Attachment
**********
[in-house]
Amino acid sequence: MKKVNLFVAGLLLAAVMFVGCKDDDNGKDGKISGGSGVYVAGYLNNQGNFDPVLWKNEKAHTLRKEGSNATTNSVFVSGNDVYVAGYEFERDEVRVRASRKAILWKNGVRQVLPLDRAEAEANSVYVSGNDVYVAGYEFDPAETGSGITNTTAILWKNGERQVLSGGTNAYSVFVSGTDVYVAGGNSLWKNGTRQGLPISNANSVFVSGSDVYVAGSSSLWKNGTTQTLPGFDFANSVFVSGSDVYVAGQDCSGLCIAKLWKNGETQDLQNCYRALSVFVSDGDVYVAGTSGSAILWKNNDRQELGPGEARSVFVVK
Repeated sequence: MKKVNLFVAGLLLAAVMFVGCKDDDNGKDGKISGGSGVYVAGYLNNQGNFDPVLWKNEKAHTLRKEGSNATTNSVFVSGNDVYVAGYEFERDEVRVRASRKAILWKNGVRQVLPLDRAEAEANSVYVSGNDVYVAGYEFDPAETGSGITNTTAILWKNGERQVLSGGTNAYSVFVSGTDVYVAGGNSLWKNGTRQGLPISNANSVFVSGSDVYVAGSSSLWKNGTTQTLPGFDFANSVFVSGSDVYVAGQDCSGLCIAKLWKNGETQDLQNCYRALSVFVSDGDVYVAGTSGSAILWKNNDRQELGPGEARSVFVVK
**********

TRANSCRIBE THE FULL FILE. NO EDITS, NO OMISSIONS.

[in-house]
Amino acid sequence: MKKVNLFVAGLLLAAVMFVGCKDDDNGKDGKISGGSGVYVAGYLNNQGNFDPVLWKNEKAHTLRKEGSNATTNSVFVSGNDVYVAGYEFERDEVRVRASRKAILWKNGVRQVLPLDRAEAEANSVYVSGNDVYVAGYEFDPAETGSGITNTTAILWKNGERQVLSGGTNAYSVFVSGTDVYVAGGNSLWKNGTRQGLPISNANSVFVSGSDVYVAGSSSLWKNGTTQTLPGFDFANSVFVSGSDVYVAGQDCSGLCIAKLWKNGETQDLQNCYRALSVFVSDGDVYVAGTSGSAILWKNNDRQELGPGEARSVFVVK
Repeated sequence: MKKVNLFVAGLLLAAVMFVGCKDDDNGKDGKISGGSGVYVAGYLNNQGNFDPVLWKNEKAHTLRKEGSNATTNSVFVSGNDVYVAGYEFERDEVRVRASRKAILWKNGVRQVLPLDRAEAEANSVYVSGNDVYVAGYEFDPAETGSGITNTTAILWKNGERQVLSGGTNAYSVFVSGTDVYVAGGNSLWKNGTRQGLPISNANSVFVSGSDVYVAGSSSLWKNGTTQTLPGFDFANSVFVSGSDVYVAGQDCSGLCIAKLWKNGETQDLQNCYRALSVFVSDGDVYVAGTSGSAILWKNNDRQELGPGEARSVFVVK